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When Doctors, and Even Santa, Endorsed Tobacco
Key Excerpts from Article on Website of New York Times


New York Times, October 6, 2008
Posted: May 10th, 2011
http://www.nytimes.com/2008/10/07/business/media/07adco.html

People who remember when tobacco advertising was a prominent part of the media landscape ... probably recollect that actors like Barbara Stanwyck and athletes like Mickey Mantle routinely endorsed cigarettes. But how about doctors and other medical professionals, proclaiming the merits of various cigarette brands? Or politicians? Or children? Even Santa Claus? Those images some flabbergasting, even disturbing were also used by Madison Avenue to peddle tobacco products. An exhibit ... in New York presents cigarette ads from the 1920s through the early 1950s in an effort to demonstrate what has changed since then and what may not have. The exhibit is the brainchild of Dr. Robert K. Jackler of the Stanford School of Medicine. The very best artists and copywriters that money could buy would work on cigarette accounts, said Dr. Jackler. This era of over-the-top hucksterism went on for decades, he added, and it was all blatantly false. The genesis of the exhibit was an ad from around 1930 for Lucky Strike cigarettes, which shows a doctor above a headline proclaiming that 20,679 physicians say Luckies are less irritating. The Luckies doctor was joined in Dr. Jacklers collection of about 5,000 ads by scores of scientists and medical professionals doctors, dentists, nurses making statements that are now known to be patently untrue. Some of the claims being made in the ads, you did not have to be a scientist in a laboratory to dispute ... ads that smoking certain brands does not cause bad breath or can never stain your teeth.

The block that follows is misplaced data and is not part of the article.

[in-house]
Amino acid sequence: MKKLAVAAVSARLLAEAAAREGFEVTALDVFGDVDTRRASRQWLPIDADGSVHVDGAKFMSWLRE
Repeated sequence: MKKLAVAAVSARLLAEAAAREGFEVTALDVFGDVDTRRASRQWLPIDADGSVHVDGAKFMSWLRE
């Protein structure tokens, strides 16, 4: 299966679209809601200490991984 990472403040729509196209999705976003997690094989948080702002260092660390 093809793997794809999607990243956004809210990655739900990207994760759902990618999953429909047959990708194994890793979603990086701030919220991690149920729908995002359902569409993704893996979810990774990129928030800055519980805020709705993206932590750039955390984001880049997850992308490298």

Note: The Journal of the American Medical Association (JAMA) promoted cigarette ads for 20 years "after careful consideration of the extent to which cigarettes were used by physicians in practice." Will people, even highly respected members of society, bend the truth and even lie when paid enough? This article seems to answer that with a resounding yes. Is that still true today? For excerpts from many highly revealing articles showing it's as true now as ever, click here and here.


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